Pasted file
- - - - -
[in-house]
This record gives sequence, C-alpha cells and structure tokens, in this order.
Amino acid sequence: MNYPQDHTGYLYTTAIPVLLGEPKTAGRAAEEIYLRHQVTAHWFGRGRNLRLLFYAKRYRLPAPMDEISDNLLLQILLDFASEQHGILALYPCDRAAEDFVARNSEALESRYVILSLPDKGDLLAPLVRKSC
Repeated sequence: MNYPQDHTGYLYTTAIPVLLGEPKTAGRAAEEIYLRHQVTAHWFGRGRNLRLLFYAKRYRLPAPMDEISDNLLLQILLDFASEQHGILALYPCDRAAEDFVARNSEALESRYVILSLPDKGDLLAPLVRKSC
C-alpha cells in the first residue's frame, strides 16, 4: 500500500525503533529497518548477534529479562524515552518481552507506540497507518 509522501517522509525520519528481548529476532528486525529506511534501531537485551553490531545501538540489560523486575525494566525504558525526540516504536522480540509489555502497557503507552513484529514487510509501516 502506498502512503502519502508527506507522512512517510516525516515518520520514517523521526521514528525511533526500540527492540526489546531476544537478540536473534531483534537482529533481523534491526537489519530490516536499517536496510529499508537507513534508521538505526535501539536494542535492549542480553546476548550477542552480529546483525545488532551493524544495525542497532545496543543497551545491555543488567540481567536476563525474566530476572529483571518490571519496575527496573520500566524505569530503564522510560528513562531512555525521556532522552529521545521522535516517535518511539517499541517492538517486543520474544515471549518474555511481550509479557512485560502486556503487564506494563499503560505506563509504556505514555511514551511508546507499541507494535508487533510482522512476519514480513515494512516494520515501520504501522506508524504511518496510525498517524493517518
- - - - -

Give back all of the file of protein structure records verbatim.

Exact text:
[in-house]
This record gives sequence, C-alpha cells and structure tokens, in this order.
Amino acid sequence: MNYPQDHTGYLYTTAIPVLLGEPKTAGRAAEEIYLRHQVTAHWFGRGRNLRLLFYAKRYRLPAPMDEISDNLLLQILLDFASEQHGILALYPCDRAAEDFVARNSEALESRYVILSLPDKGDLLAPLVRKSC
Repeated sequence: MNYPQDHTGYLYTTAIPVLLGEPKTAGRAAEEIYLRHQVTAHWFGRGRNLRLLFYAKRYRLPAPMDEISDNLLLQILLDFASEQHGILALYPCDRAAEDFVARNSEALESRYVILSLPDKGDLLAPLVRKSC
C-alpha cells in the first residue's frame, strides 16, 4: 500500500525503533529497518548477534529479562524515552518481552507506540497507518 509522501517522509525520519528481548529476532528486525529506511534501531537485551553490531545501538540489560523486575525494566525504558525526540516504536522480540509489555502497557503507552513484529514487510509501516 502506498502512503502519502508527506507522512512517510516525516515518520520514517523521526521514528525511533526500540527492540526489546531476544537478540536473534531483534537482529533481523534491526537489519530490516536499517536496510529499508537507513534508521538505526535501539536494542535492549542480553546476548550477542552480529546483525545488532551493524544495525542497532545496543543497551545491555543488567540481567536476563525474566530476572529483571518490571519496575527496573520500566524505569530503564522510560528513562531512555525521556532522552529521545521522535516517535518511539517499541517492538517486543520474544515471549518474555511481550509479557512485560502486556503487564506494563499503560505506563509504556505514555511514551511508546507499541507494535508487533510482522512476519514480513515494512516494520515501520504501522506508524504511518496510525498517524493517518